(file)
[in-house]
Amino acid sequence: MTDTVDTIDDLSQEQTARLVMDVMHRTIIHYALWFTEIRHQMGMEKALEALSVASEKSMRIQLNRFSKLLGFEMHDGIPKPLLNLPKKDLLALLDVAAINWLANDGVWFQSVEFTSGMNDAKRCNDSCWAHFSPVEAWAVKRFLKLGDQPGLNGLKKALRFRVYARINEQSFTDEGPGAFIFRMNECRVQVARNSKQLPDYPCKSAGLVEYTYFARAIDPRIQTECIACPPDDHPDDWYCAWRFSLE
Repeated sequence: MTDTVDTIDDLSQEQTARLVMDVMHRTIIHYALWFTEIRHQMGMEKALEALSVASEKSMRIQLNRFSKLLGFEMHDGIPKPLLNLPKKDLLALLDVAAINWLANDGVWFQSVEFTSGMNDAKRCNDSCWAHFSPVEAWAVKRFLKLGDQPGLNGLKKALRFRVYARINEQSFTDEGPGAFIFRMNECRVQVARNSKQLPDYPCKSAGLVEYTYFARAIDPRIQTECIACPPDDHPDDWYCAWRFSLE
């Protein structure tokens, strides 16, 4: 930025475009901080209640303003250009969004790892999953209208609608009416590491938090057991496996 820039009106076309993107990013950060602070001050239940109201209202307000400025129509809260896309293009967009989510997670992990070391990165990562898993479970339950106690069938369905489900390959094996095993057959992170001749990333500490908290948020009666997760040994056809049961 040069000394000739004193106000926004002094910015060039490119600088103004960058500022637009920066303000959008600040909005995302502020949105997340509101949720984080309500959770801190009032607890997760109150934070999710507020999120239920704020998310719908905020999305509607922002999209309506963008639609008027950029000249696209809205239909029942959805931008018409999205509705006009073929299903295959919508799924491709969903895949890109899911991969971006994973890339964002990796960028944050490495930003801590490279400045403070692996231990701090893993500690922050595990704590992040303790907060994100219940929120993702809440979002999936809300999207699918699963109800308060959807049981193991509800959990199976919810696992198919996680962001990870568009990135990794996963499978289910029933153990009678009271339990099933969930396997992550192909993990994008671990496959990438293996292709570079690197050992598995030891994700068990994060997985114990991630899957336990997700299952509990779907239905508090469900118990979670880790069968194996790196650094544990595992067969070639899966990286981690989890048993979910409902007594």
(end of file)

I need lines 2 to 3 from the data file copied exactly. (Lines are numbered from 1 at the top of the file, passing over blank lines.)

Amino acid sequence: MTDTVDTIDDLSQEQTARLVMDVMHRTIIHYALWFTEIRHQMGMEKALEALSVASEKSMRIQLNRFSKLLGFEMHDGIPKPLLNLPKKDLLALLDVAAINWLANDGVWFQSVEFTSGMNDAKRCNDSCWAHFSPVEAWAVKRFLKLGDQPGLNGLKKALRFRVYARINEQSFTDEGPGAFIFRMNECRVQVARNSKQLPDYPCKSAGLVEYTYFARAIDPRIQTECIACPPDDHPDDWYCAWRFSLE
Repeated sequence: MTDTVDTIDDLSQEQTARLVMDVMHRTIIHYALWFTEIRHQMGMEKALEALSVASEKSMRIQLNRFSKLLGFEMHDGIPKPLLNLPKKDLLALLDVAAINWLANDGVWFQSVEFTSGMNDAKRCNDSCWAHFSPVEAWAVKRFLKLGDQPGLNGLKKALRFRVYARINEQSFTDEGPGAFIFRMNECRVQVARNSKQLPDYPCKSAGLVEYTYFARAIDPRIQTECIACPPDDHPDDWYCAWRFSLE